NextMontreal: What makes Watchmojo unique?
Ash: In video, venture capitalists probably over-invested in technology platforms and distribution companies. They also invested in a handful or more content companies but I would now say that many of those companies had risky editorial and distribution strategies. In no way am I suggesting our vision, strategy or execution was flawless, but I think a few things make us unique, including:
- our massive catalog of nearly 7,000 evergreen ad-friendly videos on a dozen categories
- our ability to produce large quantities of high-quality videos at low cost at scale
- our high-reach distribution online, in wireless, in out-of-home
- our ability to sell media on thousands of sites
- our expertise in a nascent but booming space
If someone wanted to buy a video content company right now, you are looking at 2 or 3 companies. Considering most of them would require massive acquisition prices to please their VC overlords, I would say we are extremely attractive.
Up to recently, content wasn’t in demand, but suddenly it is. When demand outstrips supply, the value of an asset rises.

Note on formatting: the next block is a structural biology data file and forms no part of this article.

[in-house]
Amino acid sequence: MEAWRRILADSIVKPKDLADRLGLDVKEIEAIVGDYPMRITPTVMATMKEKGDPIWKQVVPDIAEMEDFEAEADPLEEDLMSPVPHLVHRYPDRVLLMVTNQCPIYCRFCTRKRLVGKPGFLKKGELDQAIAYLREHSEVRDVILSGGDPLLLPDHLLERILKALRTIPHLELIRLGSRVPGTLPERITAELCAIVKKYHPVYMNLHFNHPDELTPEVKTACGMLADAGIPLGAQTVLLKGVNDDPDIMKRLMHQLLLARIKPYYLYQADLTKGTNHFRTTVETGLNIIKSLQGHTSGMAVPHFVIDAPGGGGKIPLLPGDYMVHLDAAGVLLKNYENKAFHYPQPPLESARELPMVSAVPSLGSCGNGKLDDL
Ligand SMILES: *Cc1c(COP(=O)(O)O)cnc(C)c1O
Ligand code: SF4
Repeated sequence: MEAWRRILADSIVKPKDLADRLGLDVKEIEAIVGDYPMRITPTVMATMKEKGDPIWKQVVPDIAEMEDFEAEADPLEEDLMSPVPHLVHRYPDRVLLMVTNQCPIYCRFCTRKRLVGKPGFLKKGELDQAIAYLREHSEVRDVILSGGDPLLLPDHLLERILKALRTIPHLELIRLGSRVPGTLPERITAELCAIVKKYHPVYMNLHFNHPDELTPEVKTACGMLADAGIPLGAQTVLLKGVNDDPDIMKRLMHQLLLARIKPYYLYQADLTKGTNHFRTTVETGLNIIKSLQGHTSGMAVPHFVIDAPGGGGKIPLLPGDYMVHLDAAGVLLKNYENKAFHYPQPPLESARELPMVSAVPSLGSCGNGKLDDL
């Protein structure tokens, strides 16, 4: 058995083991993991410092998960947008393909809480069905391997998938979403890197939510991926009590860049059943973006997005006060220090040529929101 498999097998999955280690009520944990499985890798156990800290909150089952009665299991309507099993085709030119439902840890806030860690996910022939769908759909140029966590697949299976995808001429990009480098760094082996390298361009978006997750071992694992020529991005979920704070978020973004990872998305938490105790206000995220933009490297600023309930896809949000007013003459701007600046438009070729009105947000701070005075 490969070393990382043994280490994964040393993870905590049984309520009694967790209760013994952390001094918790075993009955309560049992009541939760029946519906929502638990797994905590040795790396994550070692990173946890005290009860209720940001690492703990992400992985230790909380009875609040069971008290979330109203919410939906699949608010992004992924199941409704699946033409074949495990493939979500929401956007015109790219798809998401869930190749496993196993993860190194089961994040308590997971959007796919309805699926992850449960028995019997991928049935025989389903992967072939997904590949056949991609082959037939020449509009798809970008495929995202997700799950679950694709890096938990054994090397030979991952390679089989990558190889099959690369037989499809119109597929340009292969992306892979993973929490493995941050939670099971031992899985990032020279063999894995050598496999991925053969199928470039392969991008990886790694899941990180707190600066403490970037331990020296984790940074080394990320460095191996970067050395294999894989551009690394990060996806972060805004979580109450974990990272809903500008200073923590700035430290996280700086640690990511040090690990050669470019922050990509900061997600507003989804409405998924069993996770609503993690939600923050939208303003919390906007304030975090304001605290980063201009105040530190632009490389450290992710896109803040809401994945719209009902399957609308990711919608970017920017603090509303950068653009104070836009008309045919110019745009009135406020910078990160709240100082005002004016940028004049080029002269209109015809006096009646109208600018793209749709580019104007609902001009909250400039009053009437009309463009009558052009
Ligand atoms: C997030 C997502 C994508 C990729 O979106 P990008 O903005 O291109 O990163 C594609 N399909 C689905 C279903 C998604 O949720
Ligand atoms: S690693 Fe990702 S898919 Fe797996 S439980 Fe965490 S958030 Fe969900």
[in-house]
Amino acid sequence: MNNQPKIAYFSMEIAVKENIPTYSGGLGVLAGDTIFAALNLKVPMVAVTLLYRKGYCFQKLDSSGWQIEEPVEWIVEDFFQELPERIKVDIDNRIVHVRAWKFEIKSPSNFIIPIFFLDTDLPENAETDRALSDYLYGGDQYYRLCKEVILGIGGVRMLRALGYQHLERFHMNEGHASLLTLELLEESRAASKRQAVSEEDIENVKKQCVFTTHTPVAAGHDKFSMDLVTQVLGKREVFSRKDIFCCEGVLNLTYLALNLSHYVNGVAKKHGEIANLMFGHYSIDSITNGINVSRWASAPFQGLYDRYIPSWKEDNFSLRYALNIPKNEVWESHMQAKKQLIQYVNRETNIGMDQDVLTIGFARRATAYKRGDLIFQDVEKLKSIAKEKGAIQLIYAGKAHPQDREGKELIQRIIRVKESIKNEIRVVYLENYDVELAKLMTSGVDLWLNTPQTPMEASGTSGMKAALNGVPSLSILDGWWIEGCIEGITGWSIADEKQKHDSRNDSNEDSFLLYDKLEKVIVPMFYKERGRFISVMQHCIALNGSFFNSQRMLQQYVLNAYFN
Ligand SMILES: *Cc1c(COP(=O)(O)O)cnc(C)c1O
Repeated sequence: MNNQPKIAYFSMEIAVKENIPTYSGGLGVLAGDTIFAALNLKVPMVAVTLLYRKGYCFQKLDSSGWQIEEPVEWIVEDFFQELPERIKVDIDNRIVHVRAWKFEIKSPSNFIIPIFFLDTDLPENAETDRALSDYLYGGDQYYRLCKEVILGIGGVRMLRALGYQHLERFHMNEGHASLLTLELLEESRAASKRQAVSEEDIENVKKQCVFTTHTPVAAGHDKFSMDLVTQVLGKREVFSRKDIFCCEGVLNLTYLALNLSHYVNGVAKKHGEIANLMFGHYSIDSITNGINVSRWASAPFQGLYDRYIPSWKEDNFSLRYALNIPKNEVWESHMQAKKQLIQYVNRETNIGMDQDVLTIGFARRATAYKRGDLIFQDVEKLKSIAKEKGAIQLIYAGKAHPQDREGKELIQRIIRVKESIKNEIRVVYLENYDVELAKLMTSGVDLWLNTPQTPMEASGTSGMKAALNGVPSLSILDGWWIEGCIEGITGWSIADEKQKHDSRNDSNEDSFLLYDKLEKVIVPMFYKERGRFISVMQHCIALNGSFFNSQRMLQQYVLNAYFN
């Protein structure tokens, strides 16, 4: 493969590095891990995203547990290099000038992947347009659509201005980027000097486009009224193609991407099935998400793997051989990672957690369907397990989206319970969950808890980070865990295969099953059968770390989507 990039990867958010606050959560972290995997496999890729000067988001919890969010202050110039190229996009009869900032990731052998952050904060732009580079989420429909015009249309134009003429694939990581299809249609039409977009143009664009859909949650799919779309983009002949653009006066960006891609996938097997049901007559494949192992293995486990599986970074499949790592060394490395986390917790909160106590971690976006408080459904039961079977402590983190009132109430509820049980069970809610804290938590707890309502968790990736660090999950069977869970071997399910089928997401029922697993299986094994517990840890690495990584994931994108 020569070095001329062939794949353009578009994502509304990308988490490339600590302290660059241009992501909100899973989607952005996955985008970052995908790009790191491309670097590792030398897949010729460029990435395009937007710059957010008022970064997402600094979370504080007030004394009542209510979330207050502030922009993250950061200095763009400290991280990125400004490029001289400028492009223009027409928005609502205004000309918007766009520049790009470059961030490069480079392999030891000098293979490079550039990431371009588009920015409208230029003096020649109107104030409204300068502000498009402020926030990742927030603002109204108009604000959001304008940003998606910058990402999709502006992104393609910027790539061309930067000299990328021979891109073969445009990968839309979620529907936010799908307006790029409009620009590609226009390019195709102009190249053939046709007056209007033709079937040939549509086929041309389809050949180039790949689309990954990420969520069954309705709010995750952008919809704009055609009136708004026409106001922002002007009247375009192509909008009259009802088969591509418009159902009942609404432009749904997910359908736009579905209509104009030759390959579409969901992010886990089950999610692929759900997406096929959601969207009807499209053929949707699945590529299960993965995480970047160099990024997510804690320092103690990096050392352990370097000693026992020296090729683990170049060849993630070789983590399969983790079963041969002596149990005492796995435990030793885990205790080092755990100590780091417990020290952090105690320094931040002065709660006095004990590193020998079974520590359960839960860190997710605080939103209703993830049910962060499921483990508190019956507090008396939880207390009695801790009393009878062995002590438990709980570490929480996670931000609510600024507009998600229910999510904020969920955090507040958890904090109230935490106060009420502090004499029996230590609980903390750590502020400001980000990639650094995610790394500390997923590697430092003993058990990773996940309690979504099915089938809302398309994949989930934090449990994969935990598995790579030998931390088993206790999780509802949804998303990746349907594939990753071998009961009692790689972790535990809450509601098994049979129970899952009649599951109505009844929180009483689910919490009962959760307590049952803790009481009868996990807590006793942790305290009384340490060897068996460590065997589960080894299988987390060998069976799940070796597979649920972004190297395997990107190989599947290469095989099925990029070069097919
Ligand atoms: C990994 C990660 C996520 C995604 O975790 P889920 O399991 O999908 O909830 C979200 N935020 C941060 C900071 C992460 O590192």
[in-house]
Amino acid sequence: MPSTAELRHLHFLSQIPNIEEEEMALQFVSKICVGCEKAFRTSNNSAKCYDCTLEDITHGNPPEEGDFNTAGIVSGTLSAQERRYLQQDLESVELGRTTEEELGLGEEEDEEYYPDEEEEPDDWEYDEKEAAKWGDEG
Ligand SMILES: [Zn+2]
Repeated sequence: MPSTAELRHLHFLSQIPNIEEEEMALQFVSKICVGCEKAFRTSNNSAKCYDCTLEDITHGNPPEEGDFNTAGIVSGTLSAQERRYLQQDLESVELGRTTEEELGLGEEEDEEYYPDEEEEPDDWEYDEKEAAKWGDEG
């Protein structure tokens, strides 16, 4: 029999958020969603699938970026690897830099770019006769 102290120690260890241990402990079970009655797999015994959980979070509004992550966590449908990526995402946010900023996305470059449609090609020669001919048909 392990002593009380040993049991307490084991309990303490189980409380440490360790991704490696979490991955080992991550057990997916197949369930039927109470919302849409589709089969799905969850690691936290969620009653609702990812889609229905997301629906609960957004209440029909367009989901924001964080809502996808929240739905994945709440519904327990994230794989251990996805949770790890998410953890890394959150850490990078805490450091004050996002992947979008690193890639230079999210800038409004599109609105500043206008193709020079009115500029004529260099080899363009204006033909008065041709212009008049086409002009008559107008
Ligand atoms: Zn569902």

Ideally, that is moot and we keep growing revenues and profits and remain independent for a while, but my guess is big media companies have given up their “Build” strategies and will focus on “Buy” soon.
NextMontreal: What has been the most popular video on WatchMojo?
Ash: Most popular video of all time: Justin Bieber interview we did right before he blew up: 7,000,000 views on YouTube alone.
NextMontreal: How do you categorize content, what kinds of content are you producing?
Ash: While we have 12 categories, we bundle things into 3 super-categories:
- lifestyle: lifestyle, travel, fashion, etc.
- entertainment: music, film and video games
- knowledge: business, tech, science, history etc.
I’d say our catalog is largest in lifestyle and historically that was our #1 most popular super category, but now entertainment seems to be really taking off.
WatchMojo is basically a video magazine, if such a thing exists. So we adhere to an editorial calendar much the same way a magazine would.
- there is an upcoming event in the calendar across any one of our 12 categories,
- something is popular
- someone or something rolls into town,
- a partner like Yahoo! says we want a video on a topic and will feature on our main page,
we will consider that topic. Ultimately, we benchmark each category to television/cable offerings; our travel content looks like something you would see on The Travel Channel, for example, etc.